Android Development: Missing API

This article is part 2 of 11 in the series Android Development

Not for the first time I came across a missing API in Android yesterday. It’s not like you can’t live without it; in most cases you certainly can. But there’s a bit of functionality missing from Android’s View class that would be very handy when trying to extend existing widgets.

Maybe you’ve come across this before, and maybe you’ll notice if I ask you to take a look at the sort of events you can listen for on views:

  • Clicks
  • Context menu creation
  • Change of focus
  • Key presses
  • Long clicks
  • Touches

Several of these — clicks, key presses and touches — clearly belong to the same group of events, that is, events triggered directly by the user interacting with input devices. There’s a bit of translation going on for you, such as delivering a key press not as a raw key code, but as the symbol the code stands for with the user’s keyboard settings taken into account. Other than that, you get pretty raw information about what the user does.

By contrast change of focus and context menu creation are clearly high-level events, where user input is interpreted, context is taken into account, and an event is launched that describes a change in application state. Long clicks fall somewhere in between the two types: they’re not quite as raw as clicks, but by taken into account time, some form of very simple user gesture is recognized for you, which takes the event to a higher level of abstraction.


Well, not quite. Clicks aren’t exactly the act of clicking — or in the case of Android’s touch interfaces tapping. Strictly speaking, clicks describe the moment where the finger that pressed down on a UI element is lifted (or, if you think of mice, when the mouse button is released).

As such, clicks require almost as much interpretation as long clicks. And when you compare change of focus to both, you’ll realize that belongs in the same category. All three describe changes in the UI’s state. We end up with three different levels at which events are generated.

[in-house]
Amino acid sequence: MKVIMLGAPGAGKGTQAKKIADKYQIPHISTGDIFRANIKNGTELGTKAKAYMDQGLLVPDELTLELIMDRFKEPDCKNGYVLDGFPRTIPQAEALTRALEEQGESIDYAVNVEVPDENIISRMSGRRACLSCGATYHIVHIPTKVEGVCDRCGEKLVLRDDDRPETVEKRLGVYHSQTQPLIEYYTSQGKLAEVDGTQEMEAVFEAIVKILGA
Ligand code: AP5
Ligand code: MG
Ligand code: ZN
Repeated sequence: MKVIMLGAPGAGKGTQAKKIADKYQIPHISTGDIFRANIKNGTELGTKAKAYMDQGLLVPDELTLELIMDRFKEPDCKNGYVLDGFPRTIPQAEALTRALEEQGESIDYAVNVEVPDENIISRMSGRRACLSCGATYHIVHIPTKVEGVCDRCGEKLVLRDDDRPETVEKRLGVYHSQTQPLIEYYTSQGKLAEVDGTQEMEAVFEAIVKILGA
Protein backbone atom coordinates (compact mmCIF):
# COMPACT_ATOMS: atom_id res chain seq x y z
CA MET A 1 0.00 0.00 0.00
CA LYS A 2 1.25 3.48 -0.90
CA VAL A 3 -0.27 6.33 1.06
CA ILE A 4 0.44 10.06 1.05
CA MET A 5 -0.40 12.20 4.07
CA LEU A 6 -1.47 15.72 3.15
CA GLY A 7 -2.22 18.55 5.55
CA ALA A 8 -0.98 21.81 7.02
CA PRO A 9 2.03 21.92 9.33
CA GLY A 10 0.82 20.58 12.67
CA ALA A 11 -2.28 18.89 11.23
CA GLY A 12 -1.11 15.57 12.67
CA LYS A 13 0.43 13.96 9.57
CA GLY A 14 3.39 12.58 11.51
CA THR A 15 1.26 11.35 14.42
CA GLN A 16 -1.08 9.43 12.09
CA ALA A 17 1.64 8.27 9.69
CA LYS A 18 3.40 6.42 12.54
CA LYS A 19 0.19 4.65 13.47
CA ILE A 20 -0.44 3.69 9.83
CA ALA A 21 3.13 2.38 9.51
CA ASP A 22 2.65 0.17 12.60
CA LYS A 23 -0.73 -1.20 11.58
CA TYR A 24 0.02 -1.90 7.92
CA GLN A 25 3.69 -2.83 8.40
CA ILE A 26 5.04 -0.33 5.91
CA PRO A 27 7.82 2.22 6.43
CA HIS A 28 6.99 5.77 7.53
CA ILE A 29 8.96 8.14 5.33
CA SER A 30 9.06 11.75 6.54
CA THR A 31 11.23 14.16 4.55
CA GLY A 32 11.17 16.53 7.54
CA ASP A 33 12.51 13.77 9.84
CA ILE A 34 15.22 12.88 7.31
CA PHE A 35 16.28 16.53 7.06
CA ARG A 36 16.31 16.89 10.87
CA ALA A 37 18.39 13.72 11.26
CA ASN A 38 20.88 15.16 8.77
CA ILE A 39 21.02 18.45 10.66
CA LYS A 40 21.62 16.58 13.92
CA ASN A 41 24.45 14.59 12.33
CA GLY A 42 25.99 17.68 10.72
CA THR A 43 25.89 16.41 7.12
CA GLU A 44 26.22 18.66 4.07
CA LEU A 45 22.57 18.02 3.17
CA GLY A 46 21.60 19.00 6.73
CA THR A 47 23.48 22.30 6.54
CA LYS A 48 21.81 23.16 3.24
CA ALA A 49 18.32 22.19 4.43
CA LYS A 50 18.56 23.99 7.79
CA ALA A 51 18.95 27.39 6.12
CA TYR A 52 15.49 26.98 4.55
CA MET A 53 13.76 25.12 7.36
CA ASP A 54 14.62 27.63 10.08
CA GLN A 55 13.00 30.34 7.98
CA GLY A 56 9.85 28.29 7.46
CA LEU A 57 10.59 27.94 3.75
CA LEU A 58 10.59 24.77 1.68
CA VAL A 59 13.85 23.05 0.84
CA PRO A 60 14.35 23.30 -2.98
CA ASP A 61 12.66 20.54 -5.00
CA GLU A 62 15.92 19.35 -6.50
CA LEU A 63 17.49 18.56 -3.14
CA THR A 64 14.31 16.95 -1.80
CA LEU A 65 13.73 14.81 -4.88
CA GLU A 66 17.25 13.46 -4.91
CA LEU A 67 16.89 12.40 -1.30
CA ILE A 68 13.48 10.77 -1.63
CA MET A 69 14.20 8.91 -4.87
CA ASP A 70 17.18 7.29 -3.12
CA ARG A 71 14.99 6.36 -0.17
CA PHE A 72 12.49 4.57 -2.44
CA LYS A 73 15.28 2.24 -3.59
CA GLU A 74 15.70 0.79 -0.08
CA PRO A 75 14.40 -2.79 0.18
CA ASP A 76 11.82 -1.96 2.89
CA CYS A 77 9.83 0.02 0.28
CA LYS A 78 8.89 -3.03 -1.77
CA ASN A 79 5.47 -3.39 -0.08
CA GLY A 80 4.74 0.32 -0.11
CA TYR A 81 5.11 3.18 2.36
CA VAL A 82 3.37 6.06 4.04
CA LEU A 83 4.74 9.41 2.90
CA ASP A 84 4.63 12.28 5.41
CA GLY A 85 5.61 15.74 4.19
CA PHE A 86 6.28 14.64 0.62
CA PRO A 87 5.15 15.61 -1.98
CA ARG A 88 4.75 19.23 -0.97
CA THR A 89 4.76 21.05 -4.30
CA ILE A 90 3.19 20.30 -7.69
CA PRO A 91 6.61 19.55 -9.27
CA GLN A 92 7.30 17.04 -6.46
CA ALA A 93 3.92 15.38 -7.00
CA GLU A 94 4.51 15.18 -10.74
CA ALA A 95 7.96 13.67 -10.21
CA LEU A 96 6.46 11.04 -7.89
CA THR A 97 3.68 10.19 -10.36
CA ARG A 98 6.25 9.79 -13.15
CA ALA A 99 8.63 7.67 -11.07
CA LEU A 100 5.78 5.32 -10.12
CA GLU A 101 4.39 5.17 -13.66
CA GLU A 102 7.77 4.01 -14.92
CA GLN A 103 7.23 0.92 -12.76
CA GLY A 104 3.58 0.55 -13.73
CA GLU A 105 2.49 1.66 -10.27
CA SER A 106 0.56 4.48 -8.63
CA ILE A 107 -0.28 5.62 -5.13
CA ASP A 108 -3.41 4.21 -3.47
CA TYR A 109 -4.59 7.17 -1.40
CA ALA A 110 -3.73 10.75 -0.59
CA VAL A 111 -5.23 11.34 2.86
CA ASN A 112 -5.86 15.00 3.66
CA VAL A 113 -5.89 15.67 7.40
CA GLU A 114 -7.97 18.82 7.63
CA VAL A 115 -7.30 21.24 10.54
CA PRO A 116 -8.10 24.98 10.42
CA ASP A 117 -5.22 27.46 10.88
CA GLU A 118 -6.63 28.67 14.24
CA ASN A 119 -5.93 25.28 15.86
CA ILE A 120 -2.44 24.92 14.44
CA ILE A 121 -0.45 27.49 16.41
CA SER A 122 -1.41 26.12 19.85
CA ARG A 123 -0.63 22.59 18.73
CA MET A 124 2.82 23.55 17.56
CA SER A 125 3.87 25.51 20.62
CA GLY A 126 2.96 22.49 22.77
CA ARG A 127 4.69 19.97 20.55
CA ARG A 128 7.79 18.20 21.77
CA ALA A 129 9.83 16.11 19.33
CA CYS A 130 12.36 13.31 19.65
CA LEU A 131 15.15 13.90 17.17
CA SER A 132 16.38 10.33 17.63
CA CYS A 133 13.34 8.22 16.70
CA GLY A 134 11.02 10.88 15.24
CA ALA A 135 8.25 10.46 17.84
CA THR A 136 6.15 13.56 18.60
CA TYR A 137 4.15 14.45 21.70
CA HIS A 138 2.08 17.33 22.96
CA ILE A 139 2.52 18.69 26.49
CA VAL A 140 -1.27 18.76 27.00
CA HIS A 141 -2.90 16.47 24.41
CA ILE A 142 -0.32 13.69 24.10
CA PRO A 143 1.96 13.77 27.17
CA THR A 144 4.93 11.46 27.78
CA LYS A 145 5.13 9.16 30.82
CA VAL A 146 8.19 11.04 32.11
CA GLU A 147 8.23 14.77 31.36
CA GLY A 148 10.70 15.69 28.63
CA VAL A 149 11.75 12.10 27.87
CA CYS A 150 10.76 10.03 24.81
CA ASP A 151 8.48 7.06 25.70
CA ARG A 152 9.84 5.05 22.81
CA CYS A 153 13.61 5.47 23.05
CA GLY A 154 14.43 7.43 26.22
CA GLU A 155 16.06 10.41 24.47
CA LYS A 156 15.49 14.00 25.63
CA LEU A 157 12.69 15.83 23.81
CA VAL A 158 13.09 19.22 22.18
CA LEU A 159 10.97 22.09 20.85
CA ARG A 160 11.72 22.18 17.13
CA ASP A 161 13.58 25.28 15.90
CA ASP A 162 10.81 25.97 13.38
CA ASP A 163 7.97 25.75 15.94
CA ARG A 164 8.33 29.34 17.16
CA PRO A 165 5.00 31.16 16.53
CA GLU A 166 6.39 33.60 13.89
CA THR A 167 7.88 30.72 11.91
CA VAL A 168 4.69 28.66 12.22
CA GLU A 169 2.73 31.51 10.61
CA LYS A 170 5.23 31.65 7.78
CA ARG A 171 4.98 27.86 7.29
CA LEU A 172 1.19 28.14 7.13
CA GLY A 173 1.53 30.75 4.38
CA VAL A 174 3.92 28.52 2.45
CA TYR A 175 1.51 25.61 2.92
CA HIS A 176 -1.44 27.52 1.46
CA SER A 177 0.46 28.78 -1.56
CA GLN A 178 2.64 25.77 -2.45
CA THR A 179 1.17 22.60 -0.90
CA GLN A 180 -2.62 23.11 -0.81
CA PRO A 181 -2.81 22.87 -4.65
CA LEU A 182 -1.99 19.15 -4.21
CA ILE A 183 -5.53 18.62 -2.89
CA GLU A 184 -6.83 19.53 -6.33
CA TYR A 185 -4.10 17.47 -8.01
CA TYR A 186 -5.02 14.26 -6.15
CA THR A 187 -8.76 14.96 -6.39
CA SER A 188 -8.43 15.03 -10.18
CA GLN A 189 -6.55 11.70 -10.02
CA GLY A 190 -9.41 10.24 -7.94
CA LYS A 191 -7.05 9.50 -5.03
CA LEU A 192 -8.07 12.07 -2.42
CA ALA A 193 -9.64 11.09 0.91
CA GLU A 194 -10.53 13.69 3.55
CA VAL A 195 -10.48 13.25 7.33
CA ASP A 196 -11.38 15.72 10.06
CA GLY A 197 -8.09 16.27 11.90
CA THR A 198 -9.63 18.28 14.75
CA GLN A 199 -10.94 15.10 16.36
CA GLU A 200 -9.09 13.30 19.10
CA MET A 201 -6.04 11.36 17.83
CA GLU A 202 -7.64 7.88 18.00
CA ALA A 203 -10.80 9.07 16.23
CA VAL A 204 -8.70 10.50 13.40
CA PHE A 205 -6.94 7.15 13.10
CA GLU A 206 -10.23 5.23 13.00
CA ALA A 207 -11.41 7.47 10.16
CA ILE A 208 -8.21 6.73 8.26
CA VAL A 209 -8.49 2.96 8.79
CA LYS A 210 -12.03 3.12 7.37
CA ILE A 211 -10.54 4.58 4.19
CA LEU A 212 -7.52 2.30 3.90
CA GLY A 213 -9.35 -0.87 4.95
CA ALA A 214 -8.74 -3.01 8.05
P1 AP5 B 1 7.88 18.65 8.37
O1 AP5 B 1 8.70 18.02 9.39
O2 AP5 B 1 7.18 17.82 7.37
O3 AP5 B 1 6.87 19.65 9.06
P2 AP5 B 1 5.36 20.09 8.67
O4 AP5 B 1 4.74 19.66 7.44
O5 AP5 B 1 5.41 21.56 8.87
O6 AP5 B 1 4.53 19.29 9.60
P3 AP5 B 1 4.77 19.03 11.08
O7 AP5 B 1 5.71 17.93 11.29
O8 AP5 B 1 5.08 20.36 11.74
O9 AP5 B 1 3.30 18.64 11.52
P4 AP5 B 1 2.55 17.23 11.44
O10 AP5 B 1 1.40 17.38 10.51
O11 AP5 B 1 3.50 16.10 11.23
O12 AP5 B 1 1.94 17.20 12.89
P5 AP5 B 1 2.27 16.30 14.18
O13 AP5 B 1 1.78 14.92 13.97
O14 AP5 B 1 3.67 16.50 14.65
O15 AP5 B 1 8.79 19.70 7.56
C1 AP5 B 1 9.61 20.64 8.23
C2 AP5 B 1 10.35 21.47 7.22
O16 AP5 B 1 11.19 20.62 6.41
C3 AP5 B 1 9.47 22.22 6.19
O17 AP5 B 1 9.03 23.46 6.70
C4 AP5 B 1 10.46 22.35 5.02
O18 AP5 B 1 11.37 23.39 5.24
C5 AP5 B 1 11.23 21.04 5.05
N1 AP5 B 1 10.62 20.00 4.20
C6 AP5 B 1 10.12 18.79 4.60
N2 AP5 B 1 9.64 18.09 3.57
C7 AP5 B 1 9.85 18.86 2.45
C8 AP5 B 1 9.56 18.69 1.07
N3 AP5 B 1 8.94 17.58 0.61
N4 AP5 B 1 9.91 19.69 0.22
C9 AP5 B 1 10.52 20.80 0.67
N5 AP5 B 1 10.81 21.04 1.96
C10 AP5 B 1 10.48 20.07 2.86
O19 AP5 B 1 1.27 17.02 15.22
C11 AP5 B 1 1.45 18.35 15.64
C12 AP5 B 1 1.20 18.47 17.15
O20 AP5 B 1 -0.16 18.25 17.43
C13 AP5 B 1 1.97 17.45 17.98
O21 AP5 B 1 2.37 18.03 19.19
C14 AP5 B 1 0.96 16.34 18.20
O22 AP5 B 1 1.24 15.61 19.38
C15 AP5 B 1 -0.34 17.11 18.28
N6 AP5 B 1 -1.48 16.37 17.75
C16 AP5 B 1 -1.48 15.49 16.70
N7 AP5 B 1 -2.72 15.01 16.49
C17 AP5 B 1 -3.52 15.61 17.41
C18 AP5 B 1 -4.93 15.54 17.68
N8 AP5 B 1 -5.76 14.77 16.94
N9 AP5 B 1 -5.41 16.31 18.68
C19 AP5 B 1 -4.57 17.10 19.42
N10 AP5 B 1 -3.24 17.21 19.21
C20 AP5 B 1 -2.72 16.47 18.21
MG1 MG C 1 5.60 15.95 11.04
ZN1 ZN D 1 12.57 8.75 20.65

1. Input events: events generated by user input, i.e. key presses and touches
  2. UI events: events signalling changes in state significant to UI development, i.e. clicks, long clicks and focus changes.
  3. Application events: events signalling changs in state significant to application development, i.e. selection of subviews or context menus being created.

The lines between these categories may be more blurry than I make them out to be above, but the above distinction helps illustrate what’s missing. Here’s a hint: I’m talking about the second of the above categories.

If you haven’t figured it out yet, focus (haha) on the focus changes. The View class can at all times inform you of it’s focussed state via the handy isFocused() function. Similarly, isSelected() informs you — where appriopriate — whether a view within a group of related views is selected. There’s also a function to figure out whether the user is currently depressing a view, which is of special importance to buttons: isPressed().

Notice that you can listen to focus change events and selection events, but there is no way you can listen to pressed events. Why is that?

More importantly, why should you care?

Well, I recently had need of what’s essentially a regular ToggleButton, except that it needed a bit more than just text as it’s content. There’s a limitation here which I’ll rant about a bit soon. Forget about it for now.

The thing is, you can’t add content to a ToggleButton — what you can do, however, is overlay views on top of it. The only problem with that is that they won’t enter the pressed state when you tap the button. You somehow have to capture that state off the button, and propagate it to the overlay.

The whole thing would be a breeze if View offered functionality for listening to changes pressed state, but that’s not the case.